We have been discussing expectations related to our happiness and success in our workshops for years. A recent book, Your Brain at Work, by David Rock (2009) puts some new light on the subject–There is a physiological reason we are disappointed when life does not meet our expectations. It has to do with dopamine. Alina Tugend explains this theory in an excellent article, What Did Your Expect? It Makes A Difference, on Jan 14, 2012 in the NY Times:
‘If we expect to get x and we get x, there is a slight rise in dopamine. If we expect to get x and we get 2x there is a greater rise. But if we expect to get x and get 0.9x, then we get a much bigger drop. Our brain doesn’t get slightly unhappy, it sends out a message of danger or threat.”
The conclusions from this research, as well as others, indicate that we must adapt to change and not to expect too much during this time of economic instability—especially when there are things out of our control.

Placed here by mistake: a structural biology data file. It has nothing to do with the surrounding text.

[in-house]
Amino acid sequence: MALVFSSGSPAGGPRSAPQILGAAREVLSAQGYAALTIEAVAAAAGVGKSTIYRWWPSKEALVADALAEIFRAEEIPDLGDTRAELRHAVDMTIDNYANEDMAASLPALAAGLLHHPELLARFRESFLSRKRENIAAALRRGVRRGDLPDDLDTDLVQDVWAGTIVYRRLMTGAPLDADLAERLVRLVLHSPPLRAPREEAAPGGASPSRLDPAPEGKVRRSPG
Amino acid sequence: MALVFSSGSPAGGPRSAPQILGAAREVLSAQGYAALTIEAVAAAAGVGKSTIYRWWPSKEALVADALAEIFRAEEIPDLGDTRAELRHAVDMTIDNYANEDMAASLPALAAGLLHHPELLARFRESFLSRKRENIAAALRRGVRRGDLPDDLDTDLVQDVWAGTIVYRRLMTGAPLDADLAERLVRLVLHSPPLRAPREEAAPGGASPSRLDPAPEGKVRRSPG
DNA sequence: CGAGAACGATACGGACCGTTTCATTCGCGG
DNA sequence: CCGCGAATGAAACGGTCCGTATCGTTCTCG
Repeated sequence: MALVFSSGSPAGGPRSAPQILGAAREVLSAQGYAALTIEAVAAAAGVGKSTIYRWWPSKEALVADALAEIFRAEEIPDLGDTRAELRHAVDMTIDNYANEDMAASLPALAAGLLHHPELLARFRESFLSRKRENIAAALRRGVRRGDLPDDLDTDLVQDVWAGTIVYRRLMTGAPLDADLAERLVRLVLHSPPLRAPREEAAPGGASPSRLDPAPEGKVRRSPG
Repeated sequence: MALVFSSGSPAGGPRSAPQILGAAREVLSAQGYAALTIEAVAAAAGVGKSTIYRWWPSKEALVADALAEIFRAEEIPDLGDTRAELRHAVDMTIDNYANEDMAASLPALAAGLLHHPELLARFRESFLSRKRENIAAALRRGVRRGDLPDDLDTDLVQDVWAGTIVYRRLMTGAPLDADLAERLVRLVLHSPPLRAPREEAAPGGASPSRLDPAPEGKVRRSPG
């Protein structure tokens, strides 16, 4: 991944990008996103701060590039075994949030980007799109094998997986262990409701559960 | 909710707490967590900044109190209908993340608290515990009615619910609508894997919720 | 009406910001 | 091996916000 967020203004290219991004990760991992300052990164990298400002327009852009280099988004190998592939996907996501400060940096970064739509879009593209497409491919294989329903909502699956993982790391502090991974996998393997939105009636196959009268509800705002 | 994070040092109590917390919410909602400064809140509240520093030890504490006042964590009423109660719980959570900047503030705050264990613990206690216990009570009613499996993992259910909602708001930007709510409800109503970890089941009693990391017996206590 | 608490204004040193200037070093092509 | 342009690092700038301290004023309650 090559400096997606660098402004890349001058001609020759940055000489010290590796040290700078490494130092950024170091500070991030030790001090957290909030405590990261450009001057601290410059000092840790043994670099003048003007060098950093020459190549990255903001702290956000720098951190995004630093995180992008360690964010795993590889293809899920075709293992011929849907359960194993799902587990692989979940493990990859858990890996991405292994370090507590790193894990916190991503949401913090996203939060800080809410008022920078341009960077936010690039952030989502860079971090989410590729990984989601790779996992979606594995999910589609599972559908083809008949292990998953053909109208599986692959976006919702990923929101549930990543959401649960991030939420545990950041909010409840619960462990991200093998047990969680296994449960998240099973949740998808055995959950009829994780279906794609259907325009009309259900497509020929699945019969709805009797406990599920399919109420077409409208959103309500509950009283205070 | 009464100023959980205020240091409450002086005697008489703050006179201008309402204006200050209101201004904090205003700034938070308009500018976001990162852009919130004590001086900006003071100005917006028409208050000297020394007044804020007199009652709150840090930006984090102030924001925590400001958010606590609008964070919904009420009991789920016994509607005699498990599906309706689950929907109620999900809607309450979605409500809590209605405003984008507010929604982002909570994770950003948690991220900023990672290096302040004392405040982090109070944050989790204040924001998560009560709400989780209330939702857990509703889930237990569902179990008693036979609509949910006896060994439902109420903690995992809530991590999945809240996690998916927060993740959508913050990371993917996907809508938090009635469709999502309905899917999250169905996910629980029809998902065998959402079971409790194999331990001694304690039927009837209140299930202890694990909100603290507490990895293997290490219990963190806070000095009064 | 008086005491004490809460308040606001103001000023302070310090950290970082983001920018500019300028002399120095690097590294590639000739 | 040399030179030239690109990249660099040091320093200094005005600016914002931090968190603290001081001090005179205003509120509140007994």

In our book, Upside: How to Zig When Life Zags, we say the following:
“Feeling that you are entitled to a certain way of life, or expecting it to turn out a certain way, could be holding you back from success and happiness. Many of us were raised by parents who expected us to get an education, find a great job, buy a house and start a family. While that may have been possible for your parents, it set the bar for unrealistic expectations and feelings of entitlement for you today.”
If you can detect the source of your expectations, the upside is that it will be easier to move ahead on your journey to sustainable success. Holding on to what life should have will make deal with the not-known more difficult.